Juiced (video game)
|Distributor(s)||Sega (Japanese version)|
|Release date(s)||NA May 7, 2005 (Mobile)
NA June 13, 2005
EU June 17, 2005
|Mode(s)||Single player, multiplayer, online multiplayer|
Juiced is a racing video game for Microsoft Windows, PlayStation 2, Xbox, and mobile phone. The game was delayed for release in 2004 because its original publisher, Acclaim, went bankrupt. Juice Games and Fund 4 Games retained the i.p ownership and sold the game to THQ, who funded the project for a further 6 months to make improvements.
In early 2006, British software publisher Focus Multimedia re-released the PC version of Juiced at a new budget price as part of its "Essential" games range.
The game offers different modes including career and arcade that present the player with challenges of increasing difficulty. A player can customize the car to suit their style and unlock new ones in arcade mode. The game features nitrous, similar to that of other racing games. This can be particularly useful when the player is behind an opponent or behind time; the AI can use nitrous oxide as well.
The game system was developed at the same time as Need for Speed: Underground (which was released first and is inspired by the Shutokō Battle series), but the racing styles are realistic, similar to PlayStation's Gran Turismo. Damage is distinctively visible in Juiced, and must be repaired before the player can tune up the car.
The game went to number 1 in the UK MCV Charts and the first version sold 2.5 million units across the various skus.
There are four different Racing types, that include:
Circuit: Standard racing, complete circuit within the set number of laps.
Point-to-point: Race from start to finish.
Sprint: A Drag Race (manual controller only), the player races three opponents in a three heat series race, total of points after each heat determines the winner. The race has three tries; the one with most points wins.
Showoff: Timed race. The player earns points by performing various stunt tricks such as: donut spins, bootleg turns, 360's, J-turns, drifting, boomerangs etc.
With every win and/or loss, the player gains/loses reputation with other racing crews, the rep you get from the crew leaders will you be rewarded with the following,
Attend (Requires: 100 Respect Points):- The player is given the right to watch the race on the other territory (useful to learn a few tricks, and you can also bet on other drivers).
Race (Requires: 300 Respect Points):- The player is given the right to race in the crews race (Provided that the player's car meets the requirements and/or you have the money to participate).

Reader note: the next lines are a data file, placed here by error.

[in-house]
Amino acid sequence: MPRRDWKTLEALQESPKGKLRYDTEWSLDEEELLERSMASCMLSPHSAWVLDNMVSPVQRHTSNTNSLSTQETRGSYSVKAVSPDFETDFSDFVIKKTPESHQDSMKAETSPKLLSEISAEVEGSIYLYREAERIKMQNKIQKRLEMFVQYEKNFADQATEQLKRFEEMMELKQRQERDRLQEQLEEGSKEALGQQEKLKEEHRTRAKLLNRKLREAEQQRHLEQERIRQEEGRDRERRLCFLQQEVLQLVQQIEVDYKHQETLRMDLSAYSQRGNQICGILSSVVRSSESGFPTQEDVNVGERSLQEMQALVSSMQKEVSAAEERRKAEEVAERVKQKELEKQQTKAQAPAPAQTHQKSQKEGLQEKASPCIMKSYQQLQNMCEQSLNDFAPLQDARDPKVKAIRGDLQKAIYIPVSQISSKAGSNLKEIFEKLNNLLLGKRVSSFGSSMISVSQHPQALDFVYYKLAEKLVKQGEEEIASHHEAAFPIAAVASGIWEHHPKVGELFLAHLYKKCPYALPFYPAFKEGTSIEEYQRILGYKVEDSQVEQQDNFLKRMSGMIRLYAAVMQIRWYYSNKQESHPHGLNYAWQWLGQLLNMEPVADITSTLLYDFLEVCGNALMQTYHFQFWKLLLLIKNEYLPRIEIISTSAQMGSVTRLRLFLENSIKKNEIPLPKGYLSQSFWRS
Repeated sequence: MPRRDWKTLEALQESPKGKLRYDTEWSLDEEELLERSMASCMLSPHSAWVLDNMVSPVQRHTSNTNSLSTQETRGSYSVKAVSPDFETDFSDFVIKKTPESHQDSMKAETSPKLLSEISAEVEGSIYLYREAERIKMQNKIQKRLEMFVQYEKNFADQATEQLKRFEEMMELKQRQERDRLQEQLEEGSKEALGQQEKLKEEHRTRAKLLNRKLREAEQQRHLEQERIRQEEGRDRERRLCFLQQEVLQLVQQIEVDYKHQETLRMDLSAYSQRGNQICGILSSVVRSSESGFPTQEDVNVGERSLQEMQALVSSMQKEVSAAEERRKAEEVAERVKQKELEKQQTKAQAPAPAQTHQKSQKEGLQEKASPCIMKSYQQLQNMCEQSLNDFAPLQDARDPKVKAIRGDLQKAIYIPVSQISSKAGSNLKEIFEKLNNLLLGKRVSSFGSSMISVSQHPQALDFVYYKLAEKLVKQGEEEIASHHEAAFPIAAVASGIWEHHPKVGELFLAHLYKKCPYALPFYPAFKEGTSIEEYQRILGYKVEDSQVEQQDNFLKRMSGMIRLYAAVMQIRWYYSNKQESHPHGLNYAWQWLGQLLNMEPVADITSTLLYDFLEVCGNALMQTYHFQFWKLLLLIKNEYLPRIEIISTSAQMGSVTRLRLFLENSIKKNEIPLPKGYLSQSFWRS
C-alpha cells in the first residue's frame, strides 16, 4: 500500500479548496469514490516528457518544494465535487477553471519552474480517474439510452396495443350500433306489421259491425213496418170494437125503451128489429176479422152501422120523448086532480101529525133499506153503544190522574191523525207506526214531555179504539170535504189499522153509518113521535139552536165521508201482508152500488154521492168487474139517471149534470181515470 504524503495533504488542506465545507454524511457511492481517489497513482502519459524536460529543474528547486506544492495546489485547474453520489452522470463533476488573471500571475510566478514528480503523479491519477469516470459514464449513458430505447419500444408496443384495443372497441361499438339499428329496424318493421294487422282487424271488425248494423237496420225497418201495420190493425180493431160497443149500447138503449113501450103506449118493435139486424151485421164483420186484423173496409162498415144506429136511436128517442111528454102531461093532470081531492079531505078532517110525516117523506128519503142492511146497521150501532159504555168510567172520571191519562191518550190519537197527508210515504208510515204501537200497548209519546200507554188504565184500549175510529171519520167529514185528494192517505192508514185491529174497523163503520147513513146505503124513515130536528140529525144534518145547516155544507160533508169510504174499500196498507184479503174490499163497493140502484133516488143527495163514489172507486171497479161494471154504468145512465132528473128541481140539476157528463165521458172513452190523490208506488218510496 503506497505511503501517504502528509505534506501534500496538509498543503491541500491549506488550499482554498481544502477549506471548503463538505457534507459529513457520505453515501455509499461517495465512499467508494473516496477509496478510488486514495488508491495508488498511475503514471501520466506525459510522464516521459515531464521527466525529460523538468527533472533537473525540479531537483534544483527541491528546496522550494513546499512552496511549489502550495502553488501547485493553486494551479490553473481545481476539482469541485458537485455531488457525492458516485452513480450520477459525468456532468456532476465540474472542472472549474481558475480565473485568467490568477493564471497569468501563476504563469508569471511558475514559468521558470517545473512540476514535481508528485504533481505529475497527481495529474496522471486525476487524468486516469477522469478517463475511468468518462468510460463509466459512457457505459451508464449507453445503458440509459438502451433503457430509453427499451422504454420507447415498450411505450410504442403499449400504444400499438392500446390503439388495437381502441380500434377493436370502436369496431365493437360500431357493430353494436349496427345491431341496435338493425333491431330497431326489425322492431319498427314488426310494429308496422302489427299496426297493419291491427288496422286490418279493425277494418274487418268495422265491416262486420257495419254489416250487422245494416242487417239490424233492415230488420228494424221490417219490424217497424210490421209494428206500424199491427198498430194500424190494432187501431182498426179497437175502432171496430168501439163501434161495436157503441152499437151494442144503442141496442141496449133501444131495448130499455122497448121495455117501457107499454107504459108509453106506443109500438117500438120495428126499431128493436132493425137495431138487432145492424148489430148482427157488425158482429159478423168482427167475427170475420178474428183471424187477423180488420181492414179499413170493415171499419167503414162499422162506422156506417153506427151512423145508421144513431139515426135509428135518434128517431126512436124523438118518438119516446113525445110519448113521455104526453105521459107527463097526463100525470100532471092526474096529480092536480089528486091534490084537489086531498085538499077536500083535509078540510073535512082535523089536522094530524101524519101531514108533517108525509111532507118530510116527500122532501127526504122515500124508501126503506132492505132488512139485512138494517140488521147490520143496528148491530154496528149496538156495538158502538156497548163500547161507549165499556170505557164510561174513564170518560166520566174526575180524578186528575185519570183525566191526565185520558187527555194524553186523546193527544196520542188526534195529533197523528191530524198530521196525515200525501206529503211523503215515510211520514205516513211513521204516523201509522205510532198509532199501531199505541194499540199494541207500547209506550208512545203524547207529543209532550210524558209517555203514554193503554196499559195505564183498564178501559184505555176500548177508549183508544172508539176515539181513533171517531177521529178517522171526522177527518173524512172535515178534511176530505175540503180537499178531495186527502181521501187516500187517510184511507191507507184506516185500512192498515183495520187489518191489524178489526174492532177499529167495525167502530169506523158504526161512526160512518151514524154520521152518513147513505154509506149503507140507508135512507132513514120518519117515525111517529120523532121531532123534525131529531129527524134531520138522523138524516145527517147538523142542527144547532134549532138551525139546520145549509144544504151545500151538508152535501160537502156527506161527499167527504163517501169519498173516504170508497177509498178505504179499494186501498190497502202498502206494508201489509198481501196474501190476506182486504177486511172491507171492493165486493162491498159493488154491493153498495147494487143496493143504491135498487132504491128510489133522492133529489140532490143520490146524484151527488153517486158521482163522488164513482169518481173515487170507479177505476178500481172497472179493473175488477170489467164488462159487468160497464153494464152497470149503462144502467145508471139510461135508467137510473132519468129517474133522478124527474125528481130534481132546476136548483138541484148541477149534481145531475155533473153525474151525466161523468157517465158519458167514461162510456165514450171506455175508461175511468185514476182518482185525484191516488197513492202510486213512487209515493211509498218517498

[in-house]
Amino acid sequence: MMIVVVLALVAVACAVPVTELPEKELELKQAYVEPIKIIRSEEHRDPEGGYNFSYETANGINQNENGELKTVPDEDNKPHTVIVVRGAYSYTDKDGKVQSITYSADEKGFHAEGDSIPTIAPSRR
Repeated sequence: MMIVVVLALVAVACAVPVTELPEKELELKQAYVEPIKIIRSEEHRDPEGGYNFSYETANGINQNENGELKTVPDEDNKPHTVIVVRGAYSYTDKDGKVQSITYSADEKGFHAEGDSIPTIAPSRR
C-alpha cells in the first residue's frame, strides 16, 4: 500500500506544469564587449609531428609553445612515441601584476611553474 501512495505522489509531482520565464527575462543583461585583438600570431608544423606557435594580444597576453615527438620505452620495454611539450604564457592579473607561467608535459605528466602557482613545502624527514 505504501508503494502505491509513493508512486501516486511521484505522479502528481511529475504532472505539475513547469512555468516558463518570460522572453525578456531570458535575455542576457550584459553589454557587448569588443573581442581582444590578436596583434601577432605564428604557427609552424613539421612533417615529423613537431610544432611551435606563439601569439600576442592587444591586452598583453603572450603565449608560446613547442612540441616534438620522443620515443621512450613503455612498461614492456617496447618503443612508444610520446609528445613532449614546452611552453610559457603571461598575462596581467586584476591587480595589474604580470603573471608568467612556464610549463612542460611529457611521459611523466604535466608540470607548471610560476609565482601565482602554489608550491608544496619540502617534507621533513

Pink Slip (Requires: 600 Respect Points) :- The player is given the right to race for the Pink Slip of a rival crew member's car (your car is also put on the line).
Host (Requires: 1000 Respect Points):- The player is given the right to host a race within the Crew territory (if the player has enough money to create the event).
Losing Rep points may take the privilege away.
- Gain Respect By
Performance in the race and winning (position, time gap as a leader, style).
Gambling in the race (money and Pink Slip).
The appearance of the player car (the looks and upgrades).
The player's car collection.
How well the player does at a showoff event (performing tricks).
Placing a bet too high (crew leaders respect the player in doing so).
Winning crew challenges.
- Lose Respect by
Performance in the race (position, time gap, held responsible for damaging opponents cars).
Gambling (if you fail to meet your opponent's preferred bet).
The appearance of the player car (stock parts on the car).
The player's car collection.
Damaging an opponent's car in a race.
Placing a bet too low (crew leaders mock the player in doing so).
Taking too long to place a bet (placing a bet too high, then placing one too low afterwards).
- Extra Challenges
You can do extra challenges in the game that Crew leaders have set up, to attend: call the crew leader and ask for the challenge, each leader has three challenges: Best lap, Speed, Skill, etc. However the event may require a specific car (no class rating), you must have that car in order to compete in that event. You won't lose respect points after the race, win or lose. If you can complete the race without failing, you'll earn some cash and respect points from the crew leader. Winning crew challenges and earning respect are the two only ways to increase game progress.
In Angel City, there are eight racing crews that all have different racing styles and respects different forms of racing. These crews include:
|Crew||Leader||Location of Angel City||Respects|
|Urban Maulerz||T.K||San Ricardo||Circuit Racing|
|AWB||Biggi Mombassa||Campbell Hills||Sprint Racing|
|Vixens||Sue Yen||Downtown||Showoff Racing|
|The Wild Cats||Maria||Angel North Central||Crew Racing|
|Omega Tau||Jack Walker||Angel West Side||Best Car|
|Public Chaos||Melody||Southside Beach||Car Collection|